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Freedom Trap Paperback – November 28, 2008


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Product Details

  • Paperback: 246 pages
  • Publisher: House of Stratus (November 28, 2008)
  • Language: English
  • ISBN-10: 1842320505
  • ISBN-13: 978-1842320501
  • Product Dimensions: 8 x 5.4 x 0.6 inches
  • Shipping Weight: 9.4 ounces (View shipping rates and policies)
  • Average Customer Review: 4.8 out of 5 stars  See all reviews (4 customer reviews)
  • Amazon Best Sellers Rank: #1,447,614 in Books (See Top 100 in Books)

Editorial Reviews

Review

This is one of Desmond Bagley's 108% action stories which tracks across a lot of territory (England, Ireland, Gibraltar) after Rearden, or the man called Rearden, who is hired by Mackintosh to lift some diamonds which will send him to jail where he can interest a circuit of escape artists called the Scarperers. In their hands he finds the confinement closer than the "nick," until he gets away and with Macintosh's daughter shuttles and shoots his way clear in an operation which has a much higher political ceiling. Breathe deeply and start counting - it's natty, peremptory stuff. (Kirkus Reviews) --This text refers to an out of print or unavailable edition of this title.

About the Author

Desmond Bagley was born in 1923, in Kendal, a rural town in England's scenic Lake District. He left school aged fourteen and worked for a number of years in the aircraft industry before embarking on an adventure - travelling to South Africa by road and supporting himself along the way by working in gold and asbestos mines. Bagley spent the Fifties in South Africa, working as a freelance journalist and critic, before moving to Italy with his wife, Margaret, and then to Guernsey. His first novel, The Golden Keel, was based on a true story overheard by Bagley in a bar in Johannesburg, about Mussolini's vast personal riches and the men who went looking for it. It was published in 1963 to great acclaim and followed by a further fifteen popular adventure ovels. Bgley's career spanned two decades and his influence can be seen in the work of several highly respected thriller writers. When he died, in 1983, his final novel, Juggernaut, was completed by his wife.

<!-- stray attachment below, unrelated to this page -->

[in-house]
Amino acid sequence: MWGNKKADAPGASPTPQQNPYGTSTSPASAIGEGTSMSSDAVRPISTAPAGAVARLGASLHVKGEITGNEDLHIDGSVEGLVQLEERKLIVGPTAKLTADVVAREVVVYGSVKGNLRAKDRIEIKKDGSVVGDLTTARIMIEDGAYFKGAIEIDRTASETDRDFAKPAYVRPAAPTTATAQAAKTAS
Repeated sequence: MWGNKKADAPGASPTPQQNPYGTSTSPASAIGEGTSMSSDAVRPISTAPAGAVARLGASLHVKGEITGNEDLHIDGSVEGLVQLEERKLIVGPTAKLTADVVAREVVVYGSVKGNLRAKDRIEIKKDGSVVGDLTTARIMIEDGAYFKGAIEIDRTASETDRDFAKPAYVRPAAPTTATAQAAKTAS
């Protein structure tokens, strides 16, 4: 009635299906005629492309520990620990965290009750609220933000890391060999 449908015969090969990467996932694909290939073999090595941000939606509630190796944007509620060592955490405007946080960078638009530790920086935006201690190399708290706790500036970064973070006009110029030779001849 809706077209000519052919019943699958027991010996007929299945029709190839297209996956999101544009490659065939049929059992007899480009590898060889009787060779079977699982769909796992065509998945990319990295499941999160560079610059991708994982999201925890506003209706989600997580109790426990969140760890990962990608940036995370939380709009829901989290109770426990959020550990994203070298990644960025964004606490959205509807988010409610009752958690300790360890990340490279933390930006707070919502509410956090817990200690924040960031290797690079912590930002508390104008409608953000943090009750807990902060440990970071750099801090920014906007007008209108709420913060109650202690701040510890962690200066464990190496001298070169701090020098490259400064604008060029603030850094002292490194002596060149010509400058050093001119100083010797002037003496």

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Customer Reviews

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Most Helpful Customer Reviews

6 of 6 people found the following review helpful By Stillwaters on May 14, 2002
Format: Hardcover Verified Purchase
I hadn't heard of Desmond Bagley when I came across this book. What had attracted me to this book was a comment by a critic that this book puts Bagley into Alistair Maclean's category. Personally I think this book far exceeds anything that Maclean ever wrote. An amazing plot that stays with you forever !
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3 of 3 people found the following review helpful By Shana Banana on September 3, 2009
Format: Paperback
It is great that these books are back in print. Freedom Trap, Running Blind, Landslide and Snow Tiger are the best.